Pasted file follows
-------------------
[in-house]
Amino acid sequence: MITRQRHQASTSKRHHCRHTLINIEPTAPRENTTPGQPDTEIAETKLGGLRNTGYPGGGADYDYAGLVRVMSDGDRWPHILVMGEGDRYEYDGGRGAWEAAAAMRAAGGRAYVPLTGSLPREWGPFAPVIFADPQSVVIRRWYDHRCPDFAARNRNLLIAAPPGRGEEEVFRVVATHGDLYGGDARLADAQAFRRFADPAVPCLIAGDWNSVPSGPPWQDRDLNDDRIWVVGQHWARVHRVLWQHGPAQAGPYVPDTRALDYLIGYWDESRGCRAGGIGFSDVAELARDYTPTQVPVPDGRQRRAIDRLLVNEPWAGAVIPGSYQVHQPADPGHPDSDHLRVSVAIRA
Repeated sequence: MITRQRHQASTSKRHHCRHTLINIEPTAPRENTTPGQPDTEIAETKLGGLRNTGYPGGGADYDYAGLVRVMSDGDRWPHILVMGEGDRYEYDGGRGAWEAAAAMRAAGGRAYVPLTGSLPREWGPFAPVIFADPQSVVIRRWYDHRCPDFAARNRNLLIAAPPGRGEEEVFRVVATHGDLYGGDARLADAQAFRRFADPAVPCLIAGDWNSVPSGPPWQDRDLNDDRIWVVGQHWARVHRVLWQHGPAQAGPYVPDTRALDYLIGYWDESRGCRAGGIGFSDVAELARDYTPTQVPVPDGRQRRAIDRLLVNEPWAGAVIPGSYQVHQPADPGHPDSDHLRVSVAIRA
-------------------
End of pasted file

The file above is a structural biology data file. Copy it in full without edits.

[in-house]
Amino acid sequence: MITRQRHQASTSKRHHCRHTLINIEPTAPRENTTPGQPDTEIAETKLGGLRNTGYPGGGADYDYAGLVRVMSDGDRWPHILVMGEGDRYEYDGGRGAWEAAAAMRAAGGRAYVPLTGSLPREWGPFAPVIFADPQSVVIRRWYDHRCPDFAARNRNLLIAAPPGRGEEEVFRVVATHGDLYGGDARLADAQAFRRFADPAVPCLIAGDWNSVPSGPPWQDRDLNDDRIWVVGQHWARVHRVLWQHGPAQAGPYVPDTRALDYLIGYWDESRGCRAGGIGFSDVAELARDYTPTQVPVPDGRQRRAIDRLLVNEPWAGAVIPGSYQVHQPADPGHPDSDHLRVSVAIRA
Repeated sequence: MITRQRHQASTSKRHHCRHTLINIEPTAPRENTTPGQPDTEIAETKLGGLRNTGYPGGGADYDYAGLVRVMSDGDRWPHILVMGEGDRYEYDGGRGAWEAAAAMRAAGGRAYVPLTGSLPREWGPFAPVIFADPQSVVIRRWYDHRCPDFAARNRNLLIAAPPGRGEEEVFRVVATHGDLYGGDARLADAQAFRRFADPAVPCLIAGDWNSVPSGPPWQDRDLNDDRIWVVGQHWARVHRVLWQHGPAQAGPYVPDTRALDYLIGYWDESRGCRAGGIGFSDVAELARDYTPTQVPVPDGRQRRAIDRLLVNEPWAGAVIPGSYQVHQPADPGHPDSDHLRVSVAIRA